Segregation Of The United States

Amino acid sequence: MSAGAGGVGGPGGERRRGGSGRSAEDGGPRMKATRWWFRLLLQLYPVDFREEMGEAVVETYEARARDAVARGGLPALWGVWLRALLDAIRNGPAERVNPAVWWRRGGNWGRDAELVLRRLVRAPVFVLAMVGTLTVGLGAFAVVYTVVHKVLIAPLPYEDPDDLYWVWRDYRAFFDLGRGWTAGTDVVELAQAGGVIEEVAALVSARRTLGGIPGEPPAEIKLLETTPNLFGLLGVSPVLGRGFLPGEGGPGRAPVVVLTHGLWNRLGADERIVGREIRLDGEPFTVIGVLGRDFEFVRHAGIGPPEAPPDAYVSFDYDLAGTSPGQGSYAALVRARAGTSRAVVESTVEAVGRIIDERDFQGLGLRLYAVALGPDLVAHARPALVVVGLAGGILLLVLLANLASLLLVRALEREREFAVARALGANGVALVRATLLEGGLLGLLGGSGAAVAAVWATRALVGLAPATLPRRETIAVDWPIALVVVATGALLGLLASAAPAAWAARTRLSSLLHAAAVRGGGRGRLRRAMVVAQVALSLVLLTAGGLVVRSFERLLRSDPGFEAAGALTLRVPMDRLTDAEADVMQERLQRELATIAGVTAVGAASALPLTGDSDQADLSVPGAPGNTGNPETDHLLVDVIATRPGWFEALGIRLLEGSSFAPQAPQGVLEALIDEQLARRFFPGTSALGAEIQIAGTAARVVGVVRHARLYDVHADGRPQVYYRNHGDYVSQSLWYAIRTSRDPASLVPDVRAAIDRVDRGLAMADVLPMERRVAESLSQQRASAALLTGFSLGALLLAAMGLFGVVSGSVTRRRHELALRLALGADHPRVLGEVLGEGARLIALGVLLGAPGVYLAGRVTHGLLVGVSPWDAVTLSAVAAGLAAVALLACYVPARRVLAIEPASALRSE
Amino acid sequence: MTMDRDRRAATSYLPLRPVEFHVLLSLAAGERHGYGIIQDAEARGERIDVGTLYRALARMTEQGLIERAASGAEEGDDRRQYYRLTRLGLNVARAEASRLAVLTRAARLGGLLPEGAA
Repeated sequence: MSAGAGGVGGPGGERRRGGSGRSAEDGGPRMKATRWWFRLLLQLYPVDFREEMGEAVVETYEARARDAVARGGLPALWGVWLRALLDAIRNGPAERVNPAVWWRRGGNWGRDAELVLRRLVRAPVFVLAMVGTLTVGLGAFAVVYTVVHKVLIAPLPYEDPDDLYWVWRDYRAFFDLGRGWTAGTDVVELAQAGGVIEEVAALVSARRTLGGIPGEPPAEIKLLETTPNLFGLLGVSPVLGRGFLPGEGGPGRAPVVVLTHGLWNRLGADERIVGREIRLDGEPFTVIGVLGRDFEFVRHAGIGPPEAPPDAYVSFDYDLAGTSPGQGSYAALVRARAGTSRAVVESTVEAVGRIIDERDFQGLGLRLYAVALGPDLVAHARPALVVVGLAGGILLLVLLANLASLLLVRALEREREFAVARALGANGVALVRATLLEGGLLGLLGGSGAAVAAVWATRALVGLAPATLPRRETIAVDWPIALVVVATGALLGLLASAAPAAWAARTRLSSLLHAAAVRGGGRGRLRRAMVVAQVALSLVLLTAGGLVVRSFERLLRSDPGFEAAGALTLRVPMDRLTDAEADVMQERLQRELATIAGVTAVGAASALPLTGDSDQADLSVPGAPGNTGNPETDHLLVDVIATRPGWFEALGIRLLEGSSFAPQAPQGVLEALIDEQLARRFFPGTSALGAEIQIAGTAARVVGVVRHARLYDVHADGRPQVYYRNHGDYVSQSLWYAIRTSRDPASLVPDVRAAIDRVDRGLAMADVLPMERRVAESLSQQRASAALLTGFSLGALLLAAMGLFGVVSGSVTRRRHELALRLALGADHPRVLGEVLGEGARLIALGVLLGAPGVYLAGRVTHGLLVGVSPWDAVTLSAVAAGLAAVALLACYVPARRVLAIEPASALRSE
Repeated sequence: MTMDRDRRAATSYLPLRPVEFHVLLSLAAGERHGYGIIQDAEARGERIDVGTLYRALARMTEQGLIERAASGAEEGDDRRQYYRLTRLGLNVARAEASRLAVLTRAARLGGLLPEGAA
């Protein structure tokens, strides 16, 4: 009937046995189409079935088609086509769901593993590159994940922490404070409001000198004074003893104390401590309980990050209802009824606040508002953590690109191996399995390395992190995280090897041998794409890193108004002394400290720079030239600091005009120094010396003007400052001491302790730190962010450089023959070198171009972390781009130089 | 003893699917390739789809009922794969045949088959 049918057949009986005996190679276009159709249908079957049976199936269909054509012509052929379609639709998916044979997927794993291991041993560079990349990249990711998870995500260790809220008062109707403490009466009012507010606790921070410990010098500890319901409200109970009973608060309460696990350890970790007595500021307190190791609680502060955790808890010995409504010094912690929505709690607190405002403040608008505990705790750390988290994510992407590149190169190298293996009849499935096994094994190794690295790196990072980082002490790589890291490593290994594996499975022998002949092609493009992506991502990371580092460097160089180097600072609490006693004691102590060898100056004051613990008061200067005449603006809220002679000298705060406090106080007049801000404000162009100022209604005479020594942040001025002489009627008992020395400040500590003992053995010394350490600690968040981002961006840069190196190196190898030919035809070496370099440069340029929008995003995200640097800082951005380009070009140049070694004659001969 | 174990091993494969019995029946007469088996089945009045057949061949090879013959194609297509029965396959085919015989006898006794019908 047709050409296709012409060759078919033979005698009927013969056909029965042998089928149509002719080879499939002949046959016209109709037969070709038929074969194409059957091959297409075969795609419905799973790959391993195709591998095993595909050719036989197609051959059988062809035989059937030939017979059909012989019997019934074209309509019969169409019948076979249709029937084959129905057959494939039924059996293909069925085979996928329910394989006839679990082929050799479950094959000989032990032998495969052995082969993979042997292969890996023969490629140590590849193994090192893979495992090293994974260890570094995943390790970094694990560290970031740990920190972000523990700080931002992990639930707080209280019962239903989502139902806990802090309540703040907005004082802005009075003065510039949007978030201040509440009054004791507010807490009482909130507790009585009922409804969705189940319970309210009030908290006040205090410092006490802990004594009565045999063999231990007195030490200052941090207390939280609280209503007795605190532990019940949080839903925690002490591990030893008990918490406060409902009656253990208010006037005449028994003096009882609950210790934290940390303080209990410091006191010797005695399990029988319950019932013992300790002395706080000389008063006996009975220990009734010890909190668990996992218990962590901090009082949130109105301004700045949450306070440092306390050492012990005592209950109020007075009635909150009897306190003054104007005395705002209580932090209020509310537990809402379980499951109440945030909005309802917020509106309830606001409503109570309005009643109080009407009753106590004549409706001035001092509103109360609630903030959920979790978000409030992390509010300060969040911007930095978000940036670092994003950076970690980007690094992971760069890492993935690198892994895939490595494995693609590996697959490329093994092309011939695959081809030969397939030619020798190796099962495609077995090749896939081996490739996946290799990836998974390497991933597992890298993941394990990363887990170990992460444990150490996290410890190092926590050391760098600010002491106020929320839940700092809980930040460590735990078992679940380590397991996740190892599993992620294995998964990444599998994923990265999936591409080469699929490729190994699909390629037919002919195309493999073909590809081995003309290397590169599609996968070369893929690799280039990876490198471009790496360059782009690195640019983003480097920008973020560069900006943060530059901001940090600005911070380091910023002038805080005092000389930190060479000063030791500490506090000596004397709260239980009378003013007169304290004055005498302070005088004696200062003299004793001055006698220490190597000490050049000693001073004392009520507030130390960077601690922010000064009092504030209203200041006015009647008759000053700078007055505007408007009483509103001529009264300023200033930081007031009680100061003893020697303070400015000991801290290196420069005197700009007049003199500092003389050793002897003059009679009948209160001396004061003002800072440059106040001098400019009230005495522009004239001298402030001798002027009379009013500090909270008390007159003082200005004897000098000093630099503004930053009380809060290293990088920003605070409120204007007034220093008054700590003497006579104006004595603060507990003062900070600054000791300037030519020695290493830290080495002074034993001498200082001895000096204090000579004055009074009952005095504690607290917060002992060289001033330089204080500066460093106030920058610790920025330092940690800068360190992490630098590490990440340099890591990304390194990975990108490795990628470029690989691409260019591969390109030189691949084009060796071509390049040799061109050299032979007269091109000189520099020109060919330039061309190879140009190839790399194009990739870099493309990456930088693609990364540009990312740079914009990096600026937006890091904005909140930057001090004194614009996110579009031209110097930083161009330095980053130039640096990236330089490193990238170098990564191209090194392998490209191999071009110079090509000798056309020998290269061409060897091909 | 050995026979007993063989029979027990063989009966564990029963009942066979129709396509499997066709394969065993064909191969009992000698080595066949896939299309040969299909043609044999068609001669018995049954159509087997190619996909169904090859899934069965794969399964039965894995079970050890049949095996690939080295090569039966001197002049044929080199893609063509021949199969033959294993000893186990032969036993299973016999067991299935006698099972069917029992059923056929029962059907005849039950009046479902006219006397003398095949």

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Segregation in the United States, legal or social practice of separating people on the basis of their race or ethnicity. Segregation has been prohibited in the United States since the mid-1960s . All over America there seems to be painfully obvious difference in the school systems which cater to the upper class minority and the ones that serve the lower and middle class minority. There is a strong undercurrent of racial inequality in today 's school systems, which negatively effect the quality of education that its students receive. A schools potential to give a proper education often depends on the perspective economic, and social, or should I say racial backgrounds of its students. America 's school systems seem to be returning to their former state of segregation. The population of minorities who live in theUnited States is constantly increasing and their numbers can contribute to the success or the failure of the nation. Magnet schools, private schools, or suburban schools serve the upper class, minority of the American population. These schools are some of the best high schools in the nation. There are usually a small number of minority children who are lucky enough to attend such quality schools but white children defiantly make up the majority of upper class high school populations. In an article that I read from the "National Catholic Reporter" called "A tale of two schools" the author
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